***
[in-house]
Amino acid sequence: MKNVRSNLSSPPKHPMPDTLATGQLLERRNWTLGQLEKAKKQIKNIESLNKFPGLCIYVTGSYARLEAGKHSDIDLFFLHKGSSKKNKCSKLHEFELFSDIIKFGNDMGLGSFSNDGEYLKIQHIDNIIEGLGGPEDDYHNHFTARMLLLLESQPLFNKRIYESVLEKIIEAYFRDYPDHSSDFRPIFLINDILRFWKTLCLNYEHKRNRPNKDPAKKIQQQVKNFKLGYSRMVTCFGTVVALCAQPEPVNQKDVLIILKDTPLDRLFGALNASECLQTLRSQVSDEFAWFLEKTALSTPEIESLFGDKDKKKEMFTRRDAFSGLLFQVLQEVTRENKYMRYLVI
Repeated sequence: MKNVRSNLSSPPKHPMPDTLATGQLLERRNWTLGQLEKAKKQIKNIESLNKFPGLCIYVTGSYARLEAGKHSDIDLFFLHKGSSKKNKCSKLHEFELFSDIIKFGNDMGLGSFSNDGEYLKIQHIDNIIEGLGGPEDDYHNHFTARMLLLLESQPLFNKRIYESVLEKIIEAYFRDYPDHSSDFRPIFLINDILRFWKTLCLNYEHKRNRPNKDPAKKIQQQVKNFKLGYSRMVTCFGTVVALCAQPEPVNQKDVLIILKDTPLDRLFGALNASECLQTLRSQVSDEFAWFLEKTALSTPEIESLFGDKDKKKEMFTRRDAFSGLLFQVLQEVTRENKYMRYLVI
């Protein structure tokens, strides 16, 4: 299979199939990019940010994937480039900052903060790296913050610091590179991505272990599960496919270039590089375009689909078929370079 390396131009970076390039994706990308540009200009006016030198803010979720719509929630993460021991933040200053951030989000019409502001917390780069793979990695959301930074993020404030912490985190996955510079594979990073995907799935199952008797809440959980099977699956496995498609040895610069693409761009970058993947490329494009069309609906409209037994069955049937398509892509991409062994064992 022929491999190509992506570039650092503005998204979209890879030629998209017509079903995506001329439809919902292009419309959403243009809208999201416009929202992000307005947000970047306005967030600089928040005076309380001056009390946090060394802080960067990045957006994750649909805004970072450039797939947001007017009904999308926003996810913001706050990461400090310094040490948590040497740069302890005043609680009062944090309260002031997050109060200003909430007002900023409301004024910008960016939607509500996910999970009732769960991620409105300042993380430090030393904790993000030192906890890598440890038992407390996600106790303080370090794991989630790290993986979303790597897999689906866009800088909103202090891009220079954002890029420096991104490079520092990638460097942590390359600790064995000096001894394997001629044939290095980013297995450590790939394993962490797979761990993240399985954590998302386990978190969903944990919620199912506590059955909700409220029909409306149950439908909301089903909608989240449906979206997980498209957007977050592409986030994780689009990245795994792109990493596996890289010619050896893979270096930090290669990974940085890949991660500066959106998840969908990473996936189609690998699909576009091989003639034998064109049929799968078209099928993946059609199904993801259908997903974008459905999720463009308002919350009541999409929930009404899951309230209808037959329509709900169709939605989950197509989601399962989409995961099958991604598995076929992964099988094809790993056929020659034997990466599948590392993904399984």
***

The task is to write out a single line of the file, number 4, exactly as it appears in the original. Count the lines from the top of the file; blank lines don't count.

């Protein structure tokens, strides 16, 4: 299979199939990019940010994937480039900052903060790296913050610091590179991505272990599960496919270039590089375009689909078929370079 390396131009970076390039994706990308540009200009006016030198803010979720719509929630993460021991933040200053951030989000019409502001917390780069793979990695959301930074993020404030912490985190996955510079594979990073995907799935199952008797809440959980099977699956496995498609040895610069693409761009970058993947490329494009069309609906409209037994069955049937398509892509991409062994064992 022929491999190509992506570039650092503005998204979209890879030629998209017509079903995506001329439809919902292009419309959403243009809208999201416009929202992000307005947000970047306005967030600089928040005076309380001056009390946090060394802080960067990045957006994750649909805004970072450039797939947001007017009904999308926003996810913001706050990461400090310094040490948590040497740069302890005043609680009062944090309260002031997050109060200003909430007002900023409301004024910008960016939607509500996910999970009732769960991620409105300042993380430090030393904790993000030192906890890598440890038992407390996600106790303080370090794991989630790290993986979303790597897999689906866009800088909103202090891009220079954002890029420096991104490079520092990638460097942590390359600790064995000096001894394997001629044939290095980013297995450590790939394993962490797979761990993240399985954590998302386990978190969903944990919620199912506590059955909700409220029909409306149950439908909301089903909608989240449906979206997980498209957007977050592409986030994780689009990245795994792109990493596996890289010619050896893979270096930090290669990974940085890949991660500066959106998840969908990473996936189609690998699909576009091989003639034998064109049929799968078209099928993946059609199904993801259908997903974008459905999720463009308002919350009541999409929930009404899951309230209808037959329509709900169709939605989950197509989601399962989409995961099958991604598995076929992964099988094809790993056929020659034997990466599948590392993904399984």